The Christian Science Monitor
New York City's mayor wants to turn the city green.
"In an era in which New Yorkers have decided to have term limits on their elected officials with a maximum of eight years for everyone, if they want to do something with a longer shelf life, you need legislation or a lasting bureaucratic structure that is hard to break up," says Nancy Anderson, executive director of the Sallan Foundation, in the Christian Science Monitor.
Worldwide, New York is known as the Big Apple, but if Mayor Michael Bloomberg gets his way, it will become the Green Apple.
Under his vision for the city, there will be a park within a ten-minute walk of all residents. A million new trees will shade streets and filter out carbon dioxide. Anyone driving on those streets will have to pay extra if it's in congested Manhattan. And there will be new subways and buses, so New Yorkers won't mind taking mass transit.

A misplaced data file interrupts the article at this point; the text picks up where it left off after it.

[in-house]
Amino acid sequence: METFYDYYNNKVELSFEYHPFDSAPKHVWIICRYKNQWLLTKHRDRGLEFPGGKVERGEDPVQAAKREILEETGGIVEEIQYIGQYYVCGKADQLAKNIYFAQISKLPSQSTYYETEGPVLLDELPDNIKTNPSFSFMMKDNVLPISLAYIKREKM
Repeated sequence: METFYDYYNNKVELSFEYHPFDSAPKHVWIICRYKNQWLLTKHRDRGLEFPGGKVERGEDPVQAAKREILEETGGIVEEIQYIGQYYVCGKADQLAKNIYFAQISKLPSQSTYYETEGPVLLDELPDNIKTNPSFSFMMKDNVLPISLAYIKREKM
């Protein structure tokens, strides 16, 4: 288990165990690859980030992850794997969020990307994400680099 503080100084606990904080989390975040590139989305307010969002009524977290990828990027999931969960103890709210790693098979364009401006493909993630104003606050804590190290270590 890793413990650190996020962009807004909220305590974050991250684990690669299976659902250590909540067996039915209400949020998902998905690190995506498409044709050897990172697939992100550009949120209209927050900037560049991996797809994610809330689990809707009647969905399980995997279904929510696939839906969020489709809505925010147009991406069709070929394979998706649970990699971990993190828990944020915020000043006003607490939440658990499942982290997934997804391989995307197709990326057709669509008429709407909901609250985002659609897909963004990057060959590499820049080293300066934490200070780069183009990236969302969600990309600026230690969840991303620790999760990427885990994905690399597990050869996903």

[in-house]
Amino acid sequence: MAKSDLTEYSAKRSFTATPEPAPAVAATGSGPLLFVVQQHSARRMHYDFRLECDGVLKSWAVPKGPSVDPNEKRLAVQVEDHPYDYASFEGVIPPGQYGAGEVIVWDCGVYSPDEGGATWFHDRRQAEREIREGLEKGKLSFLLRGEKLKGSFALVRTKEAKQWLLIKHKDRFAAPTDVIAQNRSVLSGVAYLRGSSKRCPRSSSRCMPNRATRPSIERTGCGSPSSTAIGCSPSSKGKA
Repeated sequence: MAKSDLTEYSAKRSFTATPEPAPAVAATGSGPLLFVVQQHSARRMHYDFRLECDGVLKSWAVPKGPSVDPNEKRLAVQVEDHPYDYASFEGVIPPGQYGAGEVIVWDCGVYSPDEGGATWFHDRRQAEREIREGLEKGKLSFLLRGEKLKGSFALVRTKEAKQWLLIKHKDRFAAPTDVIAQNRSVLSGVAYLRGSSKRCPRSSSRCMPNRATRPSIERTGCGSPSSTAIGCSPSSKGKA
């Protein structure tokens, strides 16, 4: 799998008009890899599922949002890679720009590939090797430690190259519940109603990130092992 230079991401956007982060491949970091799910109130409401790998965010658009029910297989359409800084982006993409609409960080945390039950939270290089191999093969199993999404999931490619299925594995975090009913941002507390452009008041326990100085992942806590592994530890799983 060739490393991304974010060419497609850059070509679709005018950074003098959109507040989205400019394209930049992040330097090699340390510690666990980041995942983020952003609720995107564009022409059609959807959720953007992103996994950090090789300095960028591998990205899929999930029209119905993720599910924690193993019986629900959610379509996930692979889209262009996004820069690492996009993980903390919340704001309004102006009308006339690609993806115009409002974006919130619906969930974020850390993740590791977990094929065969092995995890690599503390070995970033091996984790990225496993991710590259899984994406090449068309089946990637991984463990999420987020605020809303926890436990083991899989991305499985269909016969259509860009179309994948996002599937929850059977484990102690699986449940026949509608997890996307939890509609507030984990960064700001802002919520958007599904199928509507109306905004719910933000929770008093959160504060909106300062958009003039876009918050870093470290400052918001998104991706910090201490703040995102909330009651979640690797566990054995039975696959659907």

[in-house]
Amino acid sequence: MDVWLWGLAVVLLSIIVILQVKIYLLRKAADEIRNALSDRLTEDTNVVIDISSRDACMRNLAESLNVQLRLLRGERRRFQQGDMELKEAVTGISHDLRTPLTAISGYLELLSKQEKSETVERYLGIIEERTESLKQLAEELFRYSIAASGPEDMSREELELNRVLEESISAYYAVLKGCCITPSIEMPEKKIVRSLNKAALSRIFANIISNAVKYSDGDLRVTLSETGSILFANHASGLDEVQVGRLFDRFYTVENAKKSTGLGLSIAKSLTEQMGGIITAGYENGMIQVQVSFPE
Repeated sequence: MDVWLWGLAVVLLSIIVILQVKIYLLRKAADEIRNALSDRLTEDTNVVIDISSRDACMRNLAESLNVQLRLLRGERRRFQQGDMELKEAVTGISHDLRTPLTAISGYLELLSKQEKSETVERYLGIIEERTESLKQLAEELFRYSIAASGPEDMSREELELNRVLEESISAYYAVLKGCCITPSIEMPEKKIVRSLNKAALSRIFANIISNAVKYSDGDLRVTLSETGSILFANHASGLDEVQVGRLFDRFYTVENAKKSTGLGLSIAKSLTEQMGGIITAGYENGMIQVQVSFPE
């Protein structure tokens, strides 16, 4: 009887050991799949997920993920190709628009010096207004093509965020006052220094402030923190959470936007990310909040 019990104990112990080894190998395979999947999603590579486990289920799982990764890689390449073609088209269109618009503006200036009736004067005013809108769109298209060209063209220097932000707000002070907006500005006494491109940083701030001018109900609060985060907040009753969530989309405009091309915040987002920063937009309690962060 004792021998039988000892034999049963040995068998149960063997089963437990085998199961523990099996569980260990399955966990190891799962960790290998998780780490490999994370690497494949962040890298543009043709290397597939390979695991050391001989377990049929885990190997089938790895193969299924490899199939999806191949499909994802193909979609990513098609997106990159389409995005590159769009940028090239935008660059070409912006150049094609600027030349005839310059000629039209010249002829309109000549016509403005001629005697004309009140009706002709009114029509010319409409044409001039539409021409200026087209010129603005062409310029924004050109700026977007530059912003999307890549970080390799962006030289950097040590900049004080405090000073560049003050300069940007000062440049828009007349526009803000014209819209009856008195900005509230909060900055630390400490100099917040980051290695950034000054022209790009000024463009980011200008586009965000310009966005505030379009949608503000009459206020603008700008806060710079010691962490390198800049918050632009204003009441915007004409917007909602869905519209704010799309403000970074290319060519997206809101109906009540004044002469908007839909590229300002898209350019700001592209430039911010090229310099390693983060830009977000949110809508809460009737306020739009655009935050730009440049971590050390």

Those are just some of the changes introduced Sunday, on Earth Day, by Mr. Bloomberg. His goal is to reduce the city's greenhouse-gas emissions 30 percent by 2030. He wants his town to have the cleanest air, the purest water, and the best land-use practices. The mayor's ambitious program of 127 separate initiatives has more than local ramifications, because New York represents 1 percent of total US greenhouse-gas emissions.
Experts in sustainability are enthusiastic about Bloomberg's initiative. They say it's easier to make changes at a metro scale than at a national scale. Plus, cities are where the most waste is produced and the most energy is consumed. Read Ron Scherer's article in full.